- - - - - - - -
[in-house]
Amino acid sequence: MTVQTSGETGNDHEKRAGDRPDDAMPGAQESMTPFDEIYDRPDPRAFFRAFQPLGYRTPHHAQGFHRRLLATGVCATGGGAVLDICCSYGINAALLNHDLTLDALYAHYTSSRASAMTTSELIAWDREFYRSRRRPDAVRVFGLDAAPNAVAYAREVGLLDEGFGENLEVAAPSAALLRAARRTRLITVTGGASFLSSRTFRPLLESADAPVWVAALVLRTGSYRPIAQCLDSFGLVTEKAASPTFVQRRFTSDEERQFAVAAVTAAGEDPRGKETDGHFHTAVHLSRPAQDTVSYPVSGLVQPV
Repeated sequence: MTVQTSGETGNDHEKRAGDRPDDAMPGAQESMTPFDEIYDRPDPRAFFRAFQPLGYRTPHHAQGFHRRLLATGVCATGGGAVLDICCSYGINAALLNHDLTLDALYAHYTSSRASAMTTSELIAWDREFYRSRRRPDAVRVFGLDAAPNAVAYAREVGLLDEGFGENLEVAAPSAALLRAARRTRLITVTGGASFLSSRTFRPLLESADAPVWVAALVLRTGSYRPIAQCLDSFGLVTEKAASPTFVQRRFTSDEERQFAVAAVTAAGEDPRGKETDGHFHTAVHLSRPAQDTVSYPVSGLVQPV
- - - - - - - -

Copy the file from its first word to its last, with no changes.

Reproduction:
[in-house]
Amino acid sequence: MTVQTSGETGNDHEKRAGDRPDDAMPGAQESMTPFDEIYDRPDPRAFFRAFQPLGYRTPHHAQGFHRRLLATGVCATGGGAVLDICCSYGINAALLNHDLTLDALYAHYTSSRASAMTTSELIAWDREFYRSRRRPDAVRVFGLDAAPNAVAYAREVGLLDEGFGENLEVAAPSAALLRAARRTRLITVTGGASFLSSRTFRPLLESADAPVWVAALVLRTGSYRPIAQCLDSFGLVTEKAASPTFVQRRFTSDEERQFAVAAVTAAGEDPRGKETDGHFHTAVHLSRPAQDTVSYPVSGLVQPV
Repeated sequence: MTVQTSGETGNDHEKRAGDRPDDAMPGAQESMTPFDEIYDRPDPRAFFRAFQPLGYRTPHHAQGFHRRLLATGVCATGGGAVLDICCSYGINAALLNHDLTLDALYAHYTSSRASAMTTSELIAWDREFYRSRRRPDAVRVFGLDAAPNAVAYAREVGLLDEGFGENLEVAAPSAALLRAARRTRLITVTGGASFLSSRTFRPLLESADAPVWVAALVLRTGSYRPIAQCLDSFGLVTEKAASPTFVQRRFTSDEERQFAVAAVTAAGEDPRGKETDGHFHTAVHLSRPAQDTVSYPVSGLVQPV